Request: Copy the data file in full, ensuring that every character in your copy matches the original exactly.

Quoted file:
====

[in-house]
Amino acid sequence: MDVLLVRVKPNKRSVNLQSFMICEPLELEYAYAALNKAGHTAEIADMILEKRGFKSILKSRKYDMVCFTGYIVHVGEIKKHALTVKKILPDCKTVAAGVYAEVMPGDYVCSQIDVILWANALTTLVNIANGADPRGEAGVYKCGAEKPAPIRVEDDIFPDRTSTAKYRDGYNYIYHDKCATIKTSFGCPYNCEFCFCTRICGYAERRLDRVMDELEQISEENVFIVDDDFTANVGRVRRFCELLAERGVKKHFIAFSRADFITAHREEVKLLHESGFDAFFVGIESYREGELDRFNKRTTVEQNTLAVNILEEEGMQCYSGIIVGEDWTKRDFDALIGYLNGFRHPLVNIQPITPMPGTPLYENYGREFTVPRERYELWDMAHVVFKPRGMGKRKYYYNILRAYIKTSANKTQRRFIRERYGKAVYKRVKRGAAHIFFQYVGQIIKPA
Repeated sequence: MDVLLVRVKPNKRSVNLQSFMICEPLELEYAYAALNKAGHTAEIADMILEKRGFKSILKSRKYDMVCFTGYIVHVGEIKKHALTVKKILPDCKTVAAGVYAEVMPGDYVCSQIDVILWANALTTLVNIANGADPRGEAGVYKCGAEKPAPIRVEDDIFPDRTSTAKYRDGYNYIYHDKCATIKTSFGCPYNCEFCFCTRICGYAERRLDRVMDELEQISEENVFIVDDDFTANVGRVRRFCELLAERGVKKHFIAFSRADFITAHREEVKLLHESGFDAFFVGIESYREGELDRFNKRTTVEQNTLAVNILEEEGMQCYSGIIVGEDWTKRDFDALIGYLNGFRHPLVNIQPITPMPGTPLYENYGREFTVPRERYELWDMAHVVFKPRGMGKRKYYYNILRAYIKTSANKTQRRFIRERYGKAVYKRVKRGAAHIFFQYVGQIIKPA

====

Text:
[in-house]
Amino acid sequence: MDVLLVRVKPNKRSVNLQSFMICEPLELEYAYAALNKAGHTAEIADMILEKRGFKSILKSRKYDMVCFTGYIVHVGEIKKHALTVKKILPDCKTVAAGVYAEVMPGDYVCSQIDVILWANALTTLVNIANGADPRGEAGVYKCGAEKPAPIRVEDDIFPDRTSTAKYRDGYNYIYHDKCATIKTSFGCPYNCEFCFCTRICGYAERRLDRVMDELEQISEENVFIVDDDFTANVGRVRRFCELLAERGVKKHFIAFSRADFITAHREEVKLLHESGFDAFFVGIESYREGELDRFNKRTTVEQNTLAVNILEEEGMQCYSGIIVGEDWTKRDFDALIGYLNGFRHPLVNIQPITPMPGTPLYENYGREFTVPRERYELWDMAHVVFKPRGMGKRKYYYNILRAYIKTSANKTQRRFIRERYGKAVYKRVKRGAAHIFFQYVGQIIKPA
Repeated sequence: MDVLLVRVKPNKRSVNLQSFMICEPLELEYAYAALNKAGHTAEIADMILEKRGFKSILKSRKYDMVCFTGYIVHVGEIKKHALTVKKILPDCKTVAAGVYAEVMPGDYVCSQIDVILWANALTTLVNIANGADPRGEAGVYKCGAEKPAPIRVEDDIFPDRTSTAKYRDGYNYIYHDKCATIKTSFGCPYNCEFCFCTRICGYAERRLDRVMDELEQISEENVFIVDDDFTANVGRVRRFCELLAERGVKKHFIAFSRADFITAHREEVKLLHESGFDAFFVGIESYREGELDRFNKRTTVEQNTLAVNILEEEGMQCYSGIIVGEDWTKRDFDALIGYLNGFRHPLVNIQPITPMPGTPLYENYGREFTVPRERYELWDMAHVVFKPRGMGKRKYYYNILRAYIKTSANKTQRRFIRERYGKAVYKRVKRGAAHIFFQYVGQIIKPA